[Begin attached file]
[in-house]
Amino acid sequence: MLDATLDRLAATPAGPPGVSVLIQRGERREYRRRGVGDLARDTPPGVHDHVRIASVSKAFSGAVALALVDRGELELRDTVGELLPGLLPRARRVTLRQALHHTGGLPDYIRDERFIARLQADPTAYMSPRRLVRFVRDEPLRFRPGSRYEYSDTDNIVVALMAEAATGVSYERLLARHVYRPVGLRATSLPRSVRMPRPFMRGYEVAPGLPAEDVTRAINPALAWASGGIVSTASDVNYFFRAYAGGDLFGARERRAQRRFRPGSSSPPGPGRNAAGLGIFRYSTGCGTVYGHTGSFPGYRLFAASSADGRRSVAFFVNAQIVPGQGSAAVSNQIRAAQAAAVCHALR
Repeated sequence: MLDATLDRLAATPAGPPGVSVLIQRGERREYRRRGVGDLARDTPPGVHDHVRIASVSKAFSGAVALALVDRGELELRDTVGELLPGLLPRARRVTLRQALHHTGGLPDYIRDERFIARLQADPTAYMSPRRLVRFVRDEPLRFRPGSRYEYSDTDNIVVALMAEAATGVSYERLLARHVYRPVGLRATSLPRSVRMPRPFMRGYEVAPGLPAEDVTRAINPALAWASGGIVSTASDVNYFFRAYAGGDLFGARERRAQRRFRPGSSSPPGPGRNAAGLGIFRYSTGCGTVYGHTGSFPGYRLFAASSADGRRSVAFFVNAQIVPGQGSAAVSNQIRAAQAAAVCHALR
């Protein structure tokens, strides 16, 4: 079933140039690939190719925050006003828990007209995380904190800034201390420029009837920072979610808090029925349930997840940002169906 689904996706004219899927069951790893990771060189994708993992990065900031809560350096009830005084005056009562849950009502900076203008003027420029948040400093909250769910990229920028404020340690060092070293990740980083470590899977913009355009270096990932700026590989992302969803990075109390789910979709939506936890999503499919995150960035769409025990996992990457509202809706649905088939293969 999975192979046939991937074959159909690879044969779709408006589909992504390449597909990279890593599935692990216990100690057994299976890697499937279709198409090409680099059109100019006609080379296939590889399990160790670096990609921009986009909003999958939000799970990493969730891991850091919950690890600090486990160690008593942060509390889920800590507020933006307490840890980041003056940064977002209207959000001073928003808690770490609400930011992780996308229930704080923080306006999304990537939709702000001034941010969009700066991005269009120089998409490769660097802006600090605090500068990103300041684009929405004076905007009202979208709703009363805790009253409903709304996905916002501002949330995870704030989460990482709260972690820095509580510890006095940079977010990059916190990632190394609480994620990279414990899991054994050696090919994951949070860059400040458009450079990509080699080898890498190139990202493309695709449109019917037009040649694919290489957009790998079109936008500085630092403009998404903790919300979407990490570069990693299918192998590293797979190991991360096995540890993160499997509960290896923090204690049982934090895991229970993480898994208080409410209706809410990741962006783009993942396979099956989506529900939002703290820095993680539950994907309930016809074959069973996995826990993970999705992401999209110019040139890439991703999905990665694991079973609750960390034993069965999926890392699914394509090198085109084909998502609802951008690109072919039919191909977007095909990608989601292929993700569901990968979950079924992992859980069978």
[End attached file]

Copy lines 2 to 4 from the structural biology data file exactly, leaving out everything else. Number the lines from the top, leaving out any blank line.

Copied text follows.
Amino acid sequence: MLDATLDRLAATPAGPPGVSVLIQRGERREYRRRGVGDLARDTPPGVHDHVRIASVSKAFSGAVALALVDRGELELRDTVGELLPGLLPRARRVTLRQALHHTGGLPDYIRDERFIARLQADPTAYMSPRRLVRFVRDEPLRFRPGSRYEYSDTDNIVVALMAEAATGVSYERLLARHVYRPVGLRATSLPRSVRMPRPFMRGYEVAPGLPAEDVTRAINPALAWASGGIVSTASDVNYFFRAYAGGDLFGARERRAQRRFRPGSSSPPGPGRNAAGLGIFRYSTGCGTVYGHTGSFPGYRLFAASSADGRRSVAFFVNAQIVPGQGSAAVSNQIRAAQAAAVCHALR
Repeated sequence: MLDATLDRLAATPAGPPGVSVLIQRGERREYRRRGVGDLARDTPPGVHDHVRIASVSKAFSGAVALALVDRGELELRDTVGELLPGLLPRARRVTLRQALHHTGGLPDYIRDERFIARLQADPTAYMSPRRLVRFVRDEPLRFRPGSRYEYSDTDNIVVALMAEAATGVSYERLLARHVYRPVGLRATSLPRSVRMPRPFMRGYEVAPGLPAEDVTRAINPALAWASGGIVSTASDVNYFFRAYAGGDLFGARERRAQRRFRPGSSSPPGPGRNAAGLGIFRYSTGCGTVYGHTGSFPGYRLFAASSADGRRSVAFFVNAQIVPGQGSAAVSNQIRAAQAAAVCHALR
């Protein structure tokens, strides 16, 4: 079933140039690939190719925050006003828990007209995380904190800034201390420029009837920072979610808090029925349930997840940002169906 689904996706004219899927069951790893990771060189994708993992990065900031809560350096009830005084005056009562849950009502900076203008003027420029948040400093909250769910990229920028404020340690060092070293990740980083470590899977913009355009270096990932700026590989992302969803990075109390789910979709939506936890999503499919995150960035769409025990996992990457509202809706649905088939293969 999975192979046939991937074959159909690879044969779709408006589909992504390449597909990279890593599935692990216990100690057994299976890697499937279709198409090409680099059109100019006609080379296939590889399990160790670096990609921009986009909003999958939000799970990493969730891991850091919950690890600090486990160690008593942060509390889920800590507020933006307490840890980041003056940064977002209207959000001073928003808690770490609400930011992780996308229930704080923080306006999304990537939709702000001034941010969009700066991005269009120089998409490769660097802006600090605090500068990103300041684009929405004076905007009202979208709703009363805790009253409903709304996905916002501002949330995870704030989460990482709260972690820095509580510890006095940079977010990059916190990632190394609480994620990279414990899991054994050696090919994951949070860059400040458009450079990509080699080898890498190139990202493309695709449109019917037009040649694919290489957009790998079109936008500085630092403009998404903790919300979407990490570069990693299918192998590293797979190991991360096995540890993160499997509960290896923090204690049982934090895991229970993480898994208080409410209706809410990741962006783009993942396979099956989506529900939002703290820095993680539950994907309930016809074959069973996995826990993970999705992401999209110019040139890439991703999905990665694991079973609750960390034993069965999926890392699914394509090198085109084909998502609802951008690109072919039919191909977007095909990608989601292929993700569901990968979950079924992992859980069978």